I am sure you have answered this question before, but it would be nice to hear from you again on this subject.
How does a player read the grain? I just returned from a golf trip to Barbados and I had a great deal of trouble reading the greens. I was told that it was because of the grain. All attempts to help me failed and I became a timid putter which only made the situation worse.
Other than having problems with reading the greens and blaming grain I hope you had a good stay in Barbados. We are sometimes inclined to find some excuse for our misfortunes on the green and blaming grain is as good an excuse as you can find. I do suggest that you get a copy of our latest book – “The Fundamentals of Putting” – which will ship in early January and will certainly help in green reading as well as making a good stroke.
Having said this, there are a couple of ways to read grain.
First and probably the most reliable way is to take a close look at the edges of the hole. The grain will run in the direction from the sharp edge toward the ragged edge. You can verify this by gently brushing your hand over the surface into the grain direction – i.e. from the ragged edge toward the sharp edge – BUT don’t do this during a round of golf as it would be a violation of Rule 16-1d Testing Surface. You will feel the grain if there is any.
The second way is to look for the sheen. Generally, the shiny sheen will be looking down-grain or with the grain and the dull sheen into the grain. This is not as reliable as examining the edge of the hole because the way and direction the green was mowed may affect the sheen.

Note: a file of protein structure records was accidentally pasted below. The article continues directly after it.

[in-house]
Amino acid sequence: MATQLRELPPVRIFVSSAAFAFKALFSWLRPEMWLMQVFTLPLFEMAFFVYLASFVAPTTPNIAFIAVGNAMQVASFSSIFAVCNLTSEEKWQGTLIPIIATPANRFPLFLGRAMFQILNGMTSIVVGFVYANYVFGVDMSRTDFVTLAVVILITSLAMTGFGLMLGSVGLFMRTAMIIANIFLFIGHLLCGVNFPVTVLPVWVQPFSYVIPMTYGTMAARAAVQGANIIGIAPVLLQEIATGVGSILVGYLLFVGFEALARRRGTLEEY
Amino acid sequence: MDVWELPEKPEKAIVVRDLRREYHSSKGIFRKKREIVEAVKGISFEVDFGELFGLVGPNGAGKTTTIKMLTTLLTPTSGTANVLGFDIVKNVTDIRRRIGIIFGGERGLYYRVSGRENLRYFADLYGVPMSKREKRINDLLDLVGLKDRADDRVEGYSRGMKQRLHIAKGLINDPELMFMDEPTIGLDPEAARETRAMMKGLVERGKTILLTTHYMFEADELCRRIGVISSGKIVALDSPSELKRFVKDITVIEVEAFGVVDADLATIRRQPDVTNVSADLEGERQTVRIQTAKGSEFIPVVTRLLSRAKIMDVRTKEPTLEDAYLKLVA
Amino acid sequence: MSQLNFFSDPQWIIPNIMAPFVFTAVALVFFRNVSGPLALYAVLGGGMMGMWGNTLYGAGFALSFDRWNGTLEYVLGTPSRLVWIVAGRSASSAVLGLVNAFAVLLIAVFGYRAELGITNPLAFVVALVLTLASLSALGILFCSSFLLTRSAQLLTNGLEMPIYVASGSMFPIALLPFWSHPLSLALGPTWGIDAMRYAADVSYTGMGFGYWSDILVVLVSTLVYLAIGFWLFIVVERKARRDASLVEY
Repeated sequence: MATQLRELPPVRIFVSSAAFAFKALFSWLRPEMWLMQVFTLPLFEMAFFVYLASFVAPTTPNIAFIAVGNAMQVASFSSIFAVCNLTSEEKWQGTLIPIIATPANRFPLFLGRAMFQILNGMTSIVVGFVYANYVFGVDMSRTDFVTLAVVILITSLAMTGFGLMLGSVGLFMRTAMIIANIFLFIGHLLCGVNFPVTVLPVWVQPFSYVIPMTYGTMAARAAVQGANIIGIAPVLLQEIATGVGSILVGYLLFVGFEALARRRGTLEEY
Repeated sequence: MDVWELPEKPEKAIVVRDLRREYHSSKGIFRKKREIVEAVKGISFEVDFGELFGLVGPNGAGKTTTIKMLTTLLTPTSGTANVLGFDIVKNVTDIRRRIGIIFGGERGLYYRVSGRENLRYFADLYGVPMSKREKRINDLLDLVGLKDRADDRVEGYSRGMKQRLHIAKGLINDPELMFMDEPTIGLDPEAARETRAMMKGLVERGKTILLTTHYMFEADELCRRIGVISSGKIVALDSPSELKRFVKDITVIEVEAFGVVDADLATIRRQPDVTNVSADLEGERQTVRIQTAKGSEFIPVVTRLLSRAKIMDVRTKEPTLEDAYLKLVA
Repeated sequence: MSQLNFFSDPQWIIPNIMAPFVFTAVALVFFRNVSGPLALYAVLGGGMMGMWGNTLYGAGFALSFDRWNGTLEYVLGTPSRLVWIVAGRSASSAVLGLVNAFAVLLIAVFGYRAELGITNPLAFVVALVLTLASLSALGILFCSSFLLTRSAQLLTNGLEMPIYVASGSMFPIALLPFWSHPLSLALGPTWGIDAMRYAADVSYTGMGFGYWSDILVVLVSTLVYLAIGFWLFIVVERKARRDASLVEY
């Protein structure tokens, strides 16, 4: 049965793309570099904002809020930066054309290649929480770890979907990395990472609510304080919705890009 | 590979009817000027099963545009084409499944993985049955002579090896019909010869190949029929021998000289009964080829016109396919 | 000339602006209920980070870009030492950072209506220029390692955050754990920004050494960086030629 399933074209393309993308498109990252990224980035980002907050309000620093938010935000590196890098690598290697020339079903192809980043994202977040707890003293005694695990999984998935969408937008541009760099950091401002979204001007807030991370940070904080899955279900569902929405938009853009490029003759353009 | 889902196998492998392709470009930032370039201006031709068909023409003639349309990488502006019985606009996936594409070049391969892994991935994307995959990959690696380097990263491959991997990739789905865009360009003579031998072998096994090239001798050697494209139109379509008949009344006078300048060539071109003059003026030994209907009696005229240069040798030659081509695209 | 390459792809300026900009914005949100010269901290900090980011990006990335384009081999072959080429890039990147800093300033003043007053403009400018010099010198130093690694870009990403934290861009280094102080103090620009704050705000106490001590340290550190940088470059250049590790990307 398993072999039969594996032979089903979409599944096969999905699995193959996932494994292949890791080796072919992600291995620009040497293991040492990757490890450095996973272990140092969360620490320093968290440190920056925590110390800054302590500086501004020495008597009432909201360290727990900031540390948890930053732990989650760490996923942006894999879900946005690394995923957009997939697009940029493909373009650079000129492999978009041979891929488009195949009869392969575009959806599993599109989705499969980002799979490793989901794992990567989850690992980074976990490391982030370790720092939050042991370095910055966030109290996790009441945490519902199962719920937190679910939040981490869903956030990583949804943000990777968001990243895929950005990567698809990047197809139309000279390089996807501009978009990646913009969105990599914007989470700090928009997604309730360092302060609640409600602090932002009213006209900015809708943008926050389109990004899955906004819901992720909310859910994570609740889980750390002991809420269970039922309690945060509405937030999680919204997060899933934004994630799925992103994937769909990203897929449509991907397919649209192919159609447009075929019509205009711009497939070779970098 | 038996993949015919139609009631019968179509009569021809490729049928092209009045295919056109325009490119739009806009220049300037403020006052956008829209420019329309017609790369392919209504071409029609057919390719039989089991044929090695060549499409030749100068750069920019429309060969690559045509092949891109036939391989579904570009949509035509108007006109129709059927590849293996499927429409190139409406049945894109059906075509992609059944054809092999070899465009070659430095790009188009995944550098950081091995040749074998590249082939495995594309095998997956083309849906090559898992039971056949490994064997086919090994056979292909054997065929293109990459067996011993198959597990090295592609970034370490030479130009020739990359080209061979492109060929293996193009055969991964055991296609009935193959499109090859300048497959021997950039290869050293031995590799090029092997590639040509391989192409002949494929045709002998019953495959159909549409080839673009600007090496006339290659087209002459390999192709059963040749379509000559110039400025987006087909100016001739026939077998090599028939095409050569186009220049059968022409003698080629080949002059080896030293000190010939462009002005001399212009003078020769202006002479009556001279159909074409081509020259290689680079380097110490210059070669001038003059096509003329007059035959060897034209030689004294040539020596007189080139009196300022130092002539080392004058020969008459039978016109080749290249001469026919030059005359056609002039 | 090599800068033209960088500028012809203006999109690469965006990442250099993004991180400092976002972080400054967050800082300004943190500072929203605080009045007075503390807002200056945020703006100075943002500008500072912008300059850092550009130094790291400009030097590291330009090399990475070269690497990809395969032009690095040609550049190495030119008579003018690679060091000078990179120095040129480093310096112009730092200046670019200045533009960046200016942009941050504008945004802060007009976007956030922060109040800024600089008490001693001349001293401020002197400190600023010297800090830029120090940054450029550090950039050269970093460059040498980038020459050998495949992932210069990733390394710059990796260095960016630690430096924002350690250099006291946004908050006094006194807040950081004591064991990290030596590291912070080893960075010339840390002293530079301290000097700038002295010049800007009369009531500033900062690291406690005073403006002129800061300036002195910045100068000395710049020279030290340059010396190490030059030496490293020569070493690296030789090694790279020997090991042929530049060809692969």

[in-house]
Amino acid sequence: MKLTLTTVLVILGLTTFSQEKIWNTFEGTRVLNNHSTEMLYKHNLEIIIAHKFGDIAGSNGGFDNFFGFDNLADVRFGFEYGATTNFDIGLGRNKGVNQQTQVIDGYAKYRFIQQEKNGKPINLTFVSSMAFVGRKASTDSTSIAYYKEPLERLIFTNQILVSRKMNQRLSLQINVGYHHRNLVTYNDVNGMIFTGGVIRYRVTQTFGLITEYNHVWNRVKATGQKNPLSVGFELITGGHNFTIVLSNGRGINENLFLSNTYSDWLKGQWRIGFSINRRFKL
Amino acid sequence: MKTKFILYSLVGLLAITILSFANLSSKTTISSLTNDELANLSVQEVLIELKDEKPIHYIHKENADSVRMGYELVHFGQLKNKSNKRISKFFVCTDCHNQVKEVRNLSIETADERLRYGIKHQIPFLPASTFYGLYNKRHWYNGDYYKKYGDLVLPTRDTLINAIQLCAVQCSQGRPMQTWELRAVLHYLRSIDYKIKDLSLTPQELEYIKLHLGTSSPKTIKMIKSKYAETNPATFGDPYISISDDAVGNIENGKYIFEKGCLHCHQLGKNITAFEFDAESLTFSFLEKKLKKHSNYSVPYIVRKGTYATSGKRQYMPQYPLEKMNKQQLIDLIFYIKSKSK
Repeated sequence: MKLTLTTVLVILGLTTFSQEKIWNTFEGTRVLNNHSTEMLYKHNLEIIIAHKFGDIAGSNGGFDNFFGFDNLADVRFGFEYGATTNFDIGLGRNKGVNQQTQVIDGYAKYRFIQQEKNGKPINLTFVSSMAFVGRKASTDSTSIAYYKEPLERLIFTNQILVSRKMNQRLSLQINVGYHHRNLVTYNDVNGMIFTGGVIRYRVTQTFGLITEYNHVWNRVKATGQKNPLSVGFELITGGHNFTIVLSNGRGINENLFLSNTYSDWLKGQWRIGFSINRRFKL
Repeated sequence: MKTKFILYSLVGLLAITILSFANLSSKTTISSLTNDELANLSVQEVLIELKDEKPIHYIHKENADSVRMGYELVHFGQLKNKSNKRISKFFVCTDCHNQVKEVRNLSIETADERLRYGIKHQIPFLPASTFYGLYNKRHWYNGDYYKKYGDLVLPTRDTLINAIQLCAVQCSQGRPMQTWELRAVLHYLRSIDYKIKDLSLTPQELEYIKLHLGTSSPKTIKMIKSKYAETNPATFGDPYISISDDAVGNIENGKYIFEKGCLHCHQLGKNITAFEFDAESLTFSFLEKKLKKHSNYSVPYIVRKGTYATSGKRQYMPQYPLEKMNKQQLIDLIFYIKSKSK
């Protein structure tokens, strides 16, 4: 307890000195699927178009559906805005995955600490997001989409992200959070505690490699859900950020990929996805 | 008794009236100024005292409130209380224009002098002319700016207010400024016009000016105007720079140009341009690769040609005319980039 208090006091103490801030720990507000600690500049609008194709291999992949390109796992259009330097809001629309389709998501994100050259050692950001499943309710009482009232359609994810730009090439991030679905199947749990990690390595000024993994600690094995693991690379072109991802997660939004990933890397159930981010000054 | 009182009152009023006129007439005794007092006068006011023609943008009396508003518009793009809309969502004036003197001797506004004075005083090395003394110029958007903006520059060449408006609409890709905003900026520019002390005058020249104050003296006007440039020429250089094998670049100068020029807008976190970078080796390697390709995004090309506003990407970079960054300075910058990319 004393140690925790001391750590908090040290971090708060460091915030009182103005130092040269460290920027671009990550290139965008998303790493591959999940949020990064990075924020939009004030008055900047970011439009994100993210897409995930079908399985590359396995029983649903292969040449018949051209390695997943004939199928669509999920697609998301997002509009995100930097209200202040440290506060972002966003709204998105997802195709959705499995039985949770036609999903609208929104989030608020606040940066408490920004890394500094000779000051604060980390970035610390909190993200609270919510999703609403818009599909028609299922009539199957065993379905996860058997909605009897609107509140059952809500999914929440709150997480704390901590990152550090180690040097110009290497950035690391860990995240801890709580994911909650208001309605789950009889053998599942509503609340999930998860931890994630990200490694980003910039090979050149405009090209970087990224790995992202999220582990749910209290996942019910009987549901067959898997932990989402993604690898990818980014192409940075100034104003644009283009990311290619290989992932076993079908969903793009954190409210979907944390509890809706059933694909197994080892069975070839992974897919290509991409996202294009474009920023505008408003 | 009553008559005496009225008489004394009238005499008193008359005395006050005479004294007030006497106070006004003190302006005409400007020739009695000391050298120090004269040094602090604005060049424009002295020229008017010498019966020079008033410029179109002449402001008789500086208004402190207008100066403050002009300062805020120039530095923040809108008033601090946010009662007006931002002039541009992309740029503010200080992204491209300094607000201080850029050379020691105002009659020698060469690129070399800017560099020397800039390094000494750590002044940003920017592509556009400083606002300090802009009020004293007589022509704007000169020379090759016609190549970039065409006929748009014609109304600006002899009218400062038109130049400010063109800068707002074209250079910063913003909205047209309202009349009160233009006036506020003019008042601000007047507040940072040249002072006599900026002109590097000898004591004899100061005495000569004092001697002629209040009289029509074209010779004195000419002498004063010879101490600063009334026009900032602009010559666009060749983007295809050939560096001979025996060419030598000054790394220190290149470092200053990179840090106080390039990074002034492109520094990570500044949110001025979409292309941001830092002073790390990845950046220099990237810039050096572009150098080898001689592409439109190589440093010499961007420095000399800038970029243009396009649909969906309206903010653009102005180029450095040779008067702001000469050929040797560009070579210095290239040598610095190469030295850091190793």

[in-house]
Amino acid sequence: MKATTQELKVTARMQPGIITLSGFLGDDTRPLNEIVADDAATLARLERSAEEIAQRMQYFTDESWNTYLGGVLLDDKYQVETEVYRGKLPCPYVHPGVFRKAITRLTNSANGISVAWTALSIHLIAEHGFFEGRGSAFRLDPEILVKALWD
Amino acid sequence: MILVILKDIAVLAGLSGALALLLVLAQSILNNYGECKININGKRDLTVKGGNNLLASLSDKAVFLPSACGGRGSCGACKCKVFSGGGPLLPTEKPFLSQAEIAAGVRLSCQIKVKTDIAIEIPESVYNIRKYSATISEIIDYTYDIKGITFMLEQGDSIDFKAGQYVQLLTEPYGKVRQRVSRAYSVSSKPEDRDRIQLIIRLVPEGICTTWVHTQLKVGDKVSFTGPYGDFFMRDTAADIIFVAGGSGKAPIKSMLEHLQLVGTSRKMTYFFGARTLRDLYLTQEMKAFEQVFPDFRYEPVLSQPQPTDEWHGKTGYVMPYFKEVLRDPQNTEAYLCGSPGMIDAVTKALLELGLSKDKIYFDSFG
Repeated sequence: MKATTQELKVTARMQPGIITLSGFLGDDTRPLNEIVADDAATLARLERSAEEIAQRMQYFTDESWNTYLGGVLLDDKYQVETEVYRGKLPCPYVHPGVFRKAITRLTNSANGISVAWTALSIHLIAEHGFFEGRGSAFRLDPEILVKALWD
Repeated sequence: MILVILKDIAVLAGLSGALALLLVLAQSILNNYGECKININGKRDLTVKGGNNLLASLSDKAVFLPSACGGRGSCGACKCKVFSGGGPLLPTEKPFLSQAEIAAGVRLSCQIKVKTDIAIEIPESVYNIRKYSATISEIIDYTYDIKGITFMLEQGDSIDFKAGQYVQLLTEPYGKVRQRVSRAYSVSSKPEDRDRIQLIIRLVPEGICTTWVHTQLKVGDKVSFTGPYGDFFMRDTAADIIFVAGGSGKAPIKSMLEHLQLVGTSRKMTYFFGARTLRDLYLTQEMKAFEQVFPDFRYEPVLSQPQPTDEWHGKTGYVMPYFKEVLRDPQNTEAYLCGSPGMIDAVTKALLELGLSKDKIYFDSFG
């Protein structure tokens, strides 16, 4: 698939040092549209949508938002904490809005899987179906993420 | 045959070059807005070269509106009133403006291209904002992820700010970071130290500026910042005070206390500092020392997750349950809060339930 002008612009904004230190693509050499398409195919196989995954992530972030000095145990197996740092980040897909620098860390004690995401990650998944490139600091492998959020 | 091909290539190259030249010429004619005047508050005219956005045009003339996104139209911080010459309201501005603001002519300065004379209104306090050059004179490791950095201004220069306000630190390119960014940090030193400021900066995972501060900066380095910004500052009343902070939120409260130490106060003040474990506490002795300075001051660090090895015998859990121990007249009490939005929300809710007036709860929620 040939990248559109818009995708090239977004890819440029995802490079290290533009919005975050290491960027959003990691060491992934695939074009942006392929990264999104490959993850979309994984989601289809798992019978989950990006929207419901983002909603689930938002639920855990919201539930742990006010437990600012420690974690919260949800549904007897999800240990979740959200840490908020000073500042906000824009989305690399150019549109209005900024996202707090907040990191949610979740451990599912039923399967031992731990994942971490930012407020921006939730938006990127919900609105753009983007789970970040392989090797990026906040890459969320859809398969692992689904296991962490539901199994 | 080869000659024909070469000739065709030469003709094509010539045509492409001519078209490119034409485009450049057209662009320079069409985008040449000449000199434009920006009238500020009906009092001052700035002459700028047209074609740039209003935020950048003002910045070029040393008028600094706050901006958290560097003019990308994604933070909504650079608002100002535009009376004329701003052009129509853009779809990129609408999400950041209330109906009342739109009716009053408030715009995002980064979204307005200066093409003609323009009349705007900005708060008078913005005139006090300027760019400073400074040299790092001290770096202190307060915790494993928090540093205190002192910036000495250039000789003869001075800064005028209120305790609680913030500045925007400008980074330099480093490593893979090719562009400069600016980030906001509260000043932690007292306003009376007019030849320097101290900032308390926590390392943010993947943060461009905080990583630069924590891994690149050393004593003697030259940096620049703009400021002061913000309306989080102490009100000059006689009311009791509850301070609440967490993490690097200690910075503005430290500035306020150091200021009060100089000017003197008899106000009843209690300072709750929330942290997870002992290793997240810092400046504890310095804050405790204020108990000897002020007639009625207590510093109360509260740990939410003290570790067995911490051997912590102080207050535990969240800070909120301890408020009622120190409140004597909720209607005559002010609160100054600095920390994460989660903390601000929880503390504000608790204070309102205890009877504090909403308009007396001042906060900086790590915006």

The other thing to remember is that the entire green may not have the same grain direction.
Certain types of grass such as Bermuda have more grain than others and how close the green has been cut will influence the effect of the grain.
Most grasses will want to grow toward the sun so in the winter months in the northern hemisphere when the sun is low and toward the South at noon the grass will be inclined to grow toward the South . This means that putting in a southerly direction will be with the grain. Putting East or West will then be across grain where the grain will have most effect on direction.
If you don’t know where South is in the northern hemisphere, here is a way to find it. Stand up facing toward your shadow at noon and you will be looking directly North, so South will be behind you 🙂
Do you have any special ways you look for grain on greens? Share them here with other Frankly Friends, by replying below.
Hope this helps
With the different types of grasses and expertise of the superintendents there is very little grain on most greens today. If there is any grain it will be going down hill
I can certainly agree with the Cranky Yankee. Living in the north and west of the US all of my life, visits to the southern areas with more grain can be just amazing and totally baffling. Out west, the greens at the Broadmoor in Colorado Springs used to have a definite grain that affected break. After a while, one wondered if a break would follow slope or follow grain? Putts with grain and slope aligned would break tremendously. I wish the TV broadcasts would show 3D contour plots of the greens with grain indicated as well.
I frequently play early morning rounds where the greens are so freshly cut you may have to wait a minute or two for the mowerman to leave the green. In these situations, we frequently find the grain can be in opposite directions for each width of the mower. This causes a right, left, right, left, etc putt depending on how many mower widths you cross on the way to the hole and the speed the ball is travelling when it hits the next width. The easiest putt to read is one that is in the same swath as the hole. The others are either plus one to the right, plus one to the left or even.